When she and Oliver came back home, she returned to her old love of performance, only this time as a teacher. At the Methodist Maradana crèche she taught children 3 – 5 years olds English, music and dance. As always, she and her husband gathered around them the political elite. Also on her return, Christobel began to put down all she could remember, collecting her memories into an as yet unpublished document addressed to her grandchildren. She shows me the heavy file titled ‘Joy of Remembrance.’ ‘Your mom and Uncle Rohan being very young then, it was so exciting for them to see the skyscrapers towering high above, and the twinkling and glittering lights of Manhattan,” she writes on one page, going on to describe the strain of adapting to life in a very big city.
Later, she says, ‘with both uncle Rohan and your mom living and working in the United States, I often wonder whether my husband and I made the right decision in accepting the United Nations Post in 1956. We served our country well, but we have left behind in the United States a part of ourselves.’ With the passing of Oliver, in 1980 (a plaque marks the place he fell in Vihara Mahadevi Park) she misses her children all the more, but cannot regret the opportunities they’ve had. Excelling academically, Menekka (who holds 3 Masters Degrees) went on to become a university lecturer and then moved into business. After graduating from Harvard, Rohan became the first Asian to be made a senior partner at the prestigious international law firm Shearman & Sterling.
Menakka, Christobel tells me happily, calls every day, Rohan, twice a week. While she is so proud of their academic and professional accomplishments, she is prouder still of all the charitable work they’ve undertaken in Sri Lanka – from setting up scholarships to presenting villages with water tanks, they’ve done much, more often than not dedicating it to their parents. They now have families of their own, making Christobel a great grandmother.
Though she is too old to visit them as she once did, life in Sri Lanka offers its own small consolations. Christobel loves her garden and the white orchids that bloom there. Her domestic aids are more in the way of close companions, with whom she likes to talks politics. Next week, Menekka will be visiting (in her pictures, she looks the very image of her mother) and Christobel can hardly wait. Gesturing to the comfortable house that surrounds her, she says simply, “I have been blessed with so much, so that I can give to others.”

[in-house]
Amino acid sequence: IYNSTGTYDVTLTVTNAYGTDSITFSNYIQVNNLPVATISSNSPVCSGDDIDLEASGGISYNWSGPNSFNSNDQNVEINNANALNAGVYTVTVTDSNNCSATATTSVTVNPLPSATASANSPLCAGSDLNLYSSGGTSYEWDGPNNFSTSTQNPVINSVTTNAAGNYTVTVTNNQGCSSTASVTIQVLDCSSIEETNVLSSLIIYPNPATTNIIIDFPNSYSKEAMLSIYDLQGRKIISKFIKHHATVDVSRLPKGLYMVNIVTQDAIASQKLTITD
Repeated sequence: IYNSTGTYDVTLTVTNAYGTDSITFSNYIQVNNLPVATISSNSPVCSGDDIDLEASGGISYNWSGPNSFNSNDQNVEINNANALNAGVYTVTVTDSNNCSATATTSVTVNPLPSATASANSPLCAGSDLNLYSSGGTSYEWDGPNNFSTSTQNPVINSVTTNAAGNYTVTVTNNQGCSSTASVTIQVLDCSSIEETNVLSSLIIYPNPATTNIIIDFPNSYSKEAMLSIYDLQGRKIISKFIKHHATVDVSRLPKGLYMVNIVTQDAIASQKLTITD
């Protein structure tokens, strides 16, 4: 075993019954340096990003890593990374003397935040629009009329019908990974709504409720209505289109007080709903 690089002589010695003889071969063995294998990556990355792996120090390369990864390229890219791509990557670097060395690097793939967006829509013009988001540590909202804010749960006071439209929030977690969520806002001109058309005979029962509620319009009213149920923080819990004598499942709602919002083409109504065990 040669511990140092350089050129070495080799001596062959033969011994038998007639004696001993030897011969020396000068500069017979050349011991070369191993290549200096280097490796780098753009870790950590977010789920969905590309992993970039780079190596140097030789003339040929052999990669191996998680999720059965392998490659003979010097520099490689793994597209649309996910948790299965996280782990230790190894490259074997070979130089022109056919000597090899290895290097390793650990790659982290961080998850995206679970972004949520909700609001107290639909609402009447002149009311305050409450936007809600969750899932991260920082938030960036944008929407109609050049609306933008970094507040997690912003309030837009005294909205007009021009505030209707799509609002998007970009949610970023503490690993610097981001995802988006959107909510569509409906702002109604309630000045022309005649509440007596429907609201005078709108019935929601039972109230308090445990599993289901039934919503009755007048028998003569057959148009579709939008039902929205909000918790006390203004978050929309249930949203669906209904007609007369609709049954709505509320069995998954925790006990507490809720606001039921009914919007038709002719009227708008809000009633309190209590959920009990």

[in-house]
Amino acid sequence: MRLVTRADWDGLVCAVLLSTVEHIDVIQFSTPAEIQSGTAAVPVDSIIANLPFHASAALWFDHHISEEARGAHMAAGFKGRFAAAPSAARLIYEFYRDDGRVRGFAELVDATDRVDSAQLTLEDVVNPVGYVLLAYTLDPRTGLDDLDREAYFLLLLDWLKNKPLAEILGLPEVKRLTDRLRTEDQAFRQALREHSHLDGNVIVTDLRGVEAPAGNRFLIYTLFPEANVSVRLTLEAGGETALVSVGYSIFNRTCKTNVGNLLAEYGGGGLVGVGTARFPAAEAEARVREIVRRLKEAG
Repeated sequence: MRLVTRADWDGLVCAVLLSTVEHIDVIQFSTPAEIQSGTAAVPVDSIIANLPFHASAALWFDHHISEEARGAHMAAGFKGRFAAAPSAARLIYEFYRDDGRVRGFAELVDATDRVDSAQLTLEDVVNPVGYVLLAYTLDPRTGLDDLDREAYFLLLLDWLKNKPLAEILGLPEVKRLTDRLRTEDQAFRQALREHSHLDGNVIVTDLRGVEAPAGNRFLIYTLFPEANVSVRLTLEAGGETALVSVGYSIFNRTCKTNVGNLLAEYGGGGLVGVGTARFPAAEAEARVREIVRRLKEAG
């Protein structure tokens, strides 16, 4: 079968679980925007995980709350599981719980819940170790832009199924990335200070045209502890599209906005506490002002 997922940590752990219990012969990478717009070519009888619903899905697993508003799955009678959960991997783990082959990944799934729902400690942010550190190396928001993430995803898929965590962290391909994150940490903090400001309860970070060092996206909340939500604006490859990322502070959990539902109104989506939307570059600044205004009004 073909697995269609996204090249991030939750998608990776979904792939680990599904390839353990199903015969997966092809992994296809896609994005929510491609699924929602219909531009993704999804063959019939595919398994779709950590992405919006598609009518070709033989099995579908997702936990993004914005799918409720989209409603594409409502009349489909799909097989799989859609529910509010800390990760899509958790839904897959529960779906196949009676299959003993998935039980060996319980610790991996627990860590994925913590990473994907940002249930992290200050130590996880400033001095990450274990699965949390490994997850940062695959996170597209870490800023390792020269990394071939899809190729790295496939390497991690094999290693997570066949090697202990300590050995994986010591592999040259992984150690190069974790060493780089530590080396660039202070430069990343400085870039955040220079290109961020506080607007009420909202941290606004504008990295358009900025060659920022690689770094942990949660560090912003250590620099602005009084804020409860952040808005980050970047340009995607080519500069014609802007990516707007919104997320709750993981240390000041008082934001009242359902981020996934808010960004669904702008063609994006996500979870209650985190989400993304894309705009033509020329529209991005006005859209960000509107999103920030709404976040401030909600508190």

Oliver Weerasinghe: Sri Lanka’s Father of Town Planning
A recent announcement revealed that a plot of land on Sarana Mawatha in Colombo 7 will soon be the site of a new head office for the Institute of Town Planners Sri Lanka (ITPSL). With construction having just begun, it seems a particularly auspicious moment to look back on their history and on the man who began it all. Both the auditorium and the library will be named after Oliver Weerasinghe, Hemantha Jayasundera, President of ITPSL told the Sunday Times.
The man so honoured held the post of the country’s first Director of the Department of Town and Country Planning and is the subject of a new bulletin issued by ITPSL. As Sri Lanka’s ‘Father of Town Planning’ Oliver is credited with the design that so distinguishes the new Anuradhapura town from any other city in Sri Lanka. “Though we had a heritage of town planning that was unlike any other country’s, at that time it was very hard to find someone who specialised in it,” says Hemantha. The son of Joseph Weerasinghe, one of the first two Sri Lankans to qualify as an engineer, Oliver also made significant contributions to the design of the Lake House Building, the planning of the Peradeniya University and the Regional Planning Scheme for Colombo.
His wife, Christobel remembers that his methodical, thoughtful approach gave him the skills to attain his three goals for Anuradhapura. The most crucial, was of course, his desire to see the ancient city protected from further encroachments and to clear archaeological sites of modern constructions. In addition, he wished to provide pilgrims an atmosphere of peace and dignity in which to worship and lastly to provide archaeologists working on the site a chance to do so unhampered by concerns that unbridled development would destroy the ruins. Oliver ensured the new town had plenty of room to grow. An infrastructure that was initially designed to support 25,000 people now accommodates more than 60,000. Future planners would draw from this model, applying it to other towns such Kataragama, said Hemantha.
That he got so far had much to do with his uncle D.R Wijewardena, the founder Chairman of the Associated Newspapers of Ceylon. Like his brothers, Oliver studied abroad, but he returned to Sri Lanka during the Great Depression and would have been unable to fund his studies in town planning had it not been for a loan from Wijewardena. At the University of Liverpool, he was fortunate to be able to learn from the legendary Sir Patrick Abercrombie. (The latter would later serve as a consultant on the Sri Lankan projects). The inauguration of the new town of Anuradhapura eventually took place in 1949. Oliver himself would go on to serve as our ambassador to the United States and later as a consultant to the UN on urban development.
Published in the Sunday Times, Sri Lanka on November 20, 2011. Words by Smriti Daniel. Pix by Saman Kariayawasam.